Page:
The fundamental operating principles of electronic root canal length measurement devices

By Neekofar M, Ghandi M, Hayes S, Dummer P

Date: 02/2007
Journal: JOE

Summary:

•Goal of root canal treatment is to control infection through debridement, disinfection and filling of root canal system. (Lin et al 2005)

•Root canal treatment procedures should be limited within the root canal system. (Ricucci 1998)

Morphology of root canal terminus:

•Apex of the root canal narrows down then widens to form an hour glass shape (Kuttler 1958). This narrow part is considered the minor apical foramen and is located at the CDJ which many consider to be the terminus of the root canal. (Kuttler, Ricucci, Ponce and Fernandez) The wider part is the major foramen.

•Major apical foramen deviates from the apex of the root. Increased offset was reported with increasing age. (Stein and Corcoran 1990)

•Deviation of the foramen can occur due to pathological changes like external root resorption. (Maleug et al 1996)

•Theoretically, CDJ is the appropriate terminating point for root canal treatment procedures but it’s not clinically applied. Clinically applied practice, the minor apical foramen is more consistent feature (Katz, Ponce and Fernandez) that can be regarded as the narrowest portion of the root canal system and thus the landmark for end-point of root canal treatment.

Determining the root canal terminus:

•Root canal lengths determined by radiographs vary from actual root canal length by a considerable amount. (Kuttler et al)

Electronic Root Canal Length Measurement Devices:

•Their functionality is based on the fact that electrical conductivity of tissues surrounding the apex of the root is greater than conductivity inside the root canal system whether dry or wet canal with a non-conductive fluid. (Custer et al 1918)

Suzuki (1942) indicated that the electrical resistance between a root canal instrument inserted into a canal and an electrode applied to the oral mucous membrane registered consistent values.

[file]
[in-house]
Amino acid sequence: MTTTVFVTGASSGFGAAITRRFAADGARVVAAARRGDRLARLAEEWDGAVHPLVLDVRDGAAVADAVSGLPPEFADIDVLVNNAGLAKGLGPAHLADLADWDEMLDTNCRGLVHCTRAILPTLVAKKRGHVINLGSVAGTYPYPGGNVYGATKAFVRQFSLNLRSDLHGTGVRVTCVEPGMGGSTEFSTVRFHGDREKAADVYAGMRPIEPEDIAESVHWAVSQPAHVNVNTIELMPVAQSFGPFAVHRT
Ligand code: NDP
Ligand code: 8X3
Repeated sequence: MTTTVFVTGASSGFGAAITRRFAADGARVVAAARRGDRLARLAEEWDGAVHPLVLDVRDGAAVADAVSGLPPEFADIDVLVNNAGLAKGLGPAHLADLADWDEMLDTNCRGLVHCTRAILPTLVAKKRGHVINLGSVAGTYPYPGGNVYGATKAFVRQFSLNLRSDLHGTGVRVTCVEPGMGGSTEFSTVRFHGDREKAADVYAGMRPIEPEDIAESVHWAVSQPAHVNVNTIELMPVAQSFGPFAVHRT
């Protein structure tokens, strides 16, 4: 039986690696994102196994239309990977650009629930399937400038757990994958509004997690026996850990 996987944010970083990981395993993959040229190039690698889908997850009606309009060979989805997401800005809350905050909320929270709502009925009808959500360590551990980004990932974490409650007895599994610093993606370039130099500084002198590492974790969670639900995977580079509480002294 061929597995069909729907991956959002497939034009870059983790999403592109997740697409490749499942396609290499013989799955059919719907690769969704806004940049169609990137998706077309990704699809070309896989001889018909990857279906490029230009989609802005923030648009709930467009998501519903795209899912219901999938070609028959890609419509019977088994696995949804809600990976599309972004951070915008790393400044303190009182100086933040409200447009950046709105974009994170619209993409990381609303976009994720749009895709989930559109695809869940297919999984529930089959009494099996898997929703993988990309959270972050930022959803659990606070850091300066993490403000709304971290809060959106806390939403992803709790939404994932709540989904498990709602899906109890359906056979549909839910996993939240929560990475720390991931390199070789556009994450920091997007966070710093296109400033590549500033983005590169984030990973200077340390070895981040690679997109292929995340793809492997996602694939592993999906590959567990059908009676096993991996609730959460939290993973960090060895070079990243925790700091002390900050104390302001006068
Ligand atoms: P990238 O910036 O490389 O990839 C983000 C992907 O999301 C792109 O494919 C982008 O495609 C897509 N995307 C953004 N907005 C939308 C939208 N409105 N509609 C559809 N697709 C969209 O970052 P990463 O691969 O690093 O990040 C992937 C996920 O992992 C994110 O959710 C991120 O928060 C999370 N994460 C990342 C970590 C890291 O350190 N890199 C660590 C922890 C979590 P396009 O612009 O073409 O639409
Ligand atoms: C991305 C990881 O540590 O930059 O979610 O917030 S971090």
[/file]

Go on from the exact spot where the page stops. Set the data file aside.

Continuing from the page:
•Based on these findings, Sunada (1962) reported that when the tip of an endodontic instrument had reached the periodontal membrane through the ‘apical foramen’, the electrical resistance between the instrument and the oral mucous membrane was a constant value.

•if perforation occurs, the reading on the device is similar to the reading at the apical foramen. (Sunada 1962)

•The device established a circuit in the mouth that originated in the device, ran through an endodontic file via the attached probe, and extended down the canal out of the foramen and into the periodontal ligament. The circuit continued through the patient’s mucosa and eventually completed the loop by running into the lip clip that was connected to the device through a return wire.

•Many different types of ERCLMDs.

•Mean distance between electronically located canal terminus and minor diameter was 1.03 mm for Endo analyzer and 0.19 mm for Root ZX. Ability  of the device to locate the apical constriction was 34.4% and 90.7% of cases respectively. (Welk et al 2003)

Pommer et al (2002) evaluated the effect of pulp vitality on accuracy of AFA Apex Finderand reported that vital cases had more accuracy than necrotic pulps.